Day 28: The Hadhramis of Yemen

Day 28: The Hadhramis of Yemen

The Hadhramis come originally from the “Hadhramaut”, which means “valley of death” and is the home of Osama bin Laden and al-Qaeda. This region in the eastern part of Yemen is very isolated, and the people there have little opportunity to hear the good news. In this...

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Day 27: Jordan: Counting on God’s reward!

Day 27: Jordan: Counting on God’s reward!

The original inhabitants of Jordan are the nomadic Bedouin people, and many of their traditions still shape the culture, such as in the provision of hospitality. For example, a Bedouin rule is that a stranger must be welcomed for at least three days and provided with...

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Day 26: Lailat Al-Qadr – Night of Power

Day 26: Lailat Al-Qadr – Night of Power

Lailat Al-Qadr (the Night of Power, Night of Destiny, or Night of Decree) is the holiest night of Ramadan. It is the night when Mohammed is thought to have begun receiving the Quran. The exact night is disputed, so Muslims hold special observances for the last ten...

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From Persecuted to Welcomed

From Persecuted to Welcomed

*Ibu Mun had been a young single woman when she visited her family shortly after becoming a Christian. Her home village is in an area that is nearly 100 percent Muslim, and the whole community was cold to her as she made her way to her uncle’s house. People from this...

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Day 25: The Turkmen of Central Asia

Day 25: The Turkmen of Central Asia

*Ibu Mun had been a young single woman when she visited her family shortly after becoming a Christian. Her home village is in an area that is nearly 100 percent Muslim, and the whole community was cold to her as she made her way to her uncle’s house. People from this...

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Day 24: Muslim Hospitality in the USA

Day 24: Muslim Hospitality in the USA

There are about 8 million Turkmen people, and about 5 million of them live in Turkmenistan in Central Asia. The capital of Turkmenistan, Ashgabat, is filled with beautiful new marble buildings. But the Turkmen know very little about the outside world, as the country...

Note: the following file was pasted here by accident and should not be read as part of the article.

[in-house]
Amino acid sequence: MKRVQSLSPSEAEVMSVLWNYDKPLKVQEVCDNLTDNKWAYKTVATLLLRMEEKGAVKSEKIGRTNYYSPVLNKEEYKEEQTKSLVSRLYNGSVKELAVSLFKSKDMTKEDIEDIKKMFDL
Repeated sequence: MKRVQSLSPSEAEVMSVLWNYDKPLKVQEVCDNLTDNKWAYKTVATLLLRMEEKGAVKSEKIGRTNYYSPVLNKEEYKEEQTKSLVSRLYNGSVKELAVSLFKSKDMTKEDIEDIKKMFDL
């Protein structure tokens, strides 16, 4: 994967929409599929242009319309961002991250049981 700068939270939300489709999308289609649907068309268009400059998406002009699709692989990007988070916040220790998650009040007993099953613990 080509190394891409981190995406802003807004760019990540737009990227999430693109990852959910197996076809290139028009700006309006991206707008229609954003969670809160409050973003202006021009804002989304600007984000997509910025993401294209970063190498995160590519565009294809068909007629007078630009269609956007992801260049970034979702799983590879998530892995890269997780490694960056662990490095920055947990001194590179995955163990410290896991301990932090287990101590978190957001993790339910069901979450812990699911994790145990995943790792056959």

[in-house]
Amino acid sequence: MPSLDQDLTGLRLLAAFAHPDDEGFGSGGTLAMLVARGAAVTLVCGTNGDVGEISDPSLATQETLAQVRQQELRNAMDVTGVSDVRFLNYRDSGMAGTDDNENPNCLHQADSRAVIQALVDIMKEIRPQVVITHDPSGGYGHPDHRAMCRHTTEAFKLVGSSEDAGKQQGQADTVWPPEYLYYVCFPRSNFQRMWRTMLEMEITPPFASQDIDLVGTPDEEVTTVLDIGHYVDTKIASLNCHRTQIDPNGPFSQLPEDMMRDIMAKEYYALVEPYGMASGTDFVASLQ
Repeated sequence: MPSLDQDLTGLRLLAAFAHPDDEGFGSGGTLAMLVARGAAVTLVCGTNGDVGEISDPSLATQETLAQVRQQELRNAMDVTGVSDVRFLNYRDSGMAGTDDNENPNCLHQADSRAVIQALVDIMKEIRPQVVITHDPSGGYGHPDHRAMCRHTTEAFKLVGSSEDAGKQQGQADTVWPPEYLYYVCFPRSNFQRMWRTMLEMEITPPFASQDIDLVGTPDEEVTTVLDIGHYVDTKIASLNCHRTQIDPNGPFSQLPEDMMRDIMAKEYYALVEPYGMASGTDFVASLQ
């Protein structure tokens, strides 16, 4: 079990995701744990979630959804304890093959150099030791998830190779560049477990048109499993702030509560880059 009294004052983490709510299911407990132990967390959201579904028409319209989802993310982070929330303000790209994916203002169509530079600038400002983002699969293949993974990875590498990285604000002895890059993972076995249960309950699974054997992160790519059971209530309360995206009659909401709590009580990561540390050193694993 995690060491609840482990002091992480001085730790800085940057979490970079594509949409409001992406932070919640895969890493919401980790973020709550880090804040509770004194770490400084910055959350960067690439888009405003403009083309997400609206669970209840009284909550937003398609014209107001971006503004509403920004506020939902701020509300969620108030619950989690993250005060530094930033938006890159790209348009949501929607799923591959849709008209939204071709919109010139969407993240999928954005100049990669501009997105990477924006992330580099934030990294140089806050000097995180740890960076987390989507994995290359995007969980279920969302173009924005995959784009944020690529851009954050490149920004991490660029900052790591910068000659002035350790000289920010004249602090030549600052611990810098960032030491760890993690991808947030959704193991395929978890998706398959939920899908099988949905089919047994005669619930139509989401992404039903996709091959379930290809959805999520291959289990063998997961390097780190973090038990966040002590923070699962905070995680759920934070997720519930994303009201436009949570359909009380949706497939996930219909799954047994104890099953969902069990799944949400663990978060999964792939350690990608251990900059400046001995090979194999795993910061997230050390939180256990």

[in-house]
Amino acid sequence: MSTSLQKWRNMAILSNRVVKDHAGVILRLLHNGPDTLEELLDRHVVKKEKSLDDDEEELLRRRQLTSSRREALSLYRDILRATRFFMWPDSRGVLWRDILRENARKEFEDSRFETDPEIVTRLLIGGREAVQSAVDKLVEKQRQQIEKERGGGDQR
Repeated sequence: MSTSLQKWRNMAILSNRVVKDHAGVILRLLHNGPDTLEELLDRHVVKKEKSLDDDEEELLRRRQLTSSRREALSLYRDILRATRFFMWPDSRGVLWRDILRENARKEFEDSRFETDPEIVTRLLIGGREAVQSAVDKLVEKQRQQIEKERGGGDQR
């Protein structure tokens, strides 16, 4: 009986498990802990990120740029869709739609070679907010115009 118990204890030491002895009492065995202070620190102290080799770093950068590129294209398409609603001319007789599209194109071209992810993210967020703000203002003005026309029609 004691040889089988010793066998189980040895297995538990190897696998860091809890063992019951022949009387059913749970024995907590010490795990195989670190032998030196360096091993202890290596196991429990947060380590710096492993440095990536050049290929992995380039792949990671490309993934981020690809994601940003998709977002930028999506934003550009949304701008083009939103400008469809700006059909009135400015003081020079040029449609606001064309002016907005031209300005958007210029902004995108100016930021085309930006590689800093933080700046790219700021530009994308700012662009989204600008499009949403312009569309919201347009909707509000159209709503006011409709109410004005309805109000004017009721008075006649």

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Day 23: The Bedouins of the Levant

Day 23: The Bedouins of the Levant

As a pastor in the USA, I often pray for Muslims around the world. What about the Muslims in my community? There are an estimated 3.45 million Muslims living in the USA—about 1.1 percent of the total population. I discovered the mosque near my home in north-east USA...

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Day 22: Hospitality in Kohistan

Day 22: Hospitality in Kohistan

Several million Bedouins  still live in the Levant states of Syria, Lebanon, Jordan, Israel and the Palestinian territories, which formed the original Arabia. The name “Bedouin” is derived from the Arabic word badija, which means “desert”. Most Bedouin no longer live...

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Day 21: The Swahili of Zanzibar

Day 21: The Swahili of Zanzibar

Kohistan means “Land of Mountains” and is an area in northern Pakistan along the Indus River and its side valleys. About 600,000 Kohistanis live there, divided into different tribal groups. They became Muslim in the 17th century and were incorporated into Pakistan in...

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Day 20: Uighur Muslims of China

Day 20: Uighur Muslims of China

The Swahili people of the Zanzibar Archipelago carry on a long-established tradition of hospitality. Everywhere you go, whether it be through the streets of Stone Town or passing through a village, you will always hear a word to welcome you—‘Karibu!’ Because of their...

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Day 19: The Somali of Somalia

Day 19: The Somali of Somalia

Our friend and student, Mahmud, invited us to his family home for the Korban festival (also known as Eid al-Adha), which remembers Abraham’s willingness to sacrifice his son. We began by drinking fragrant tea at a table laden with fruit, pastries, and naan bread. Our...

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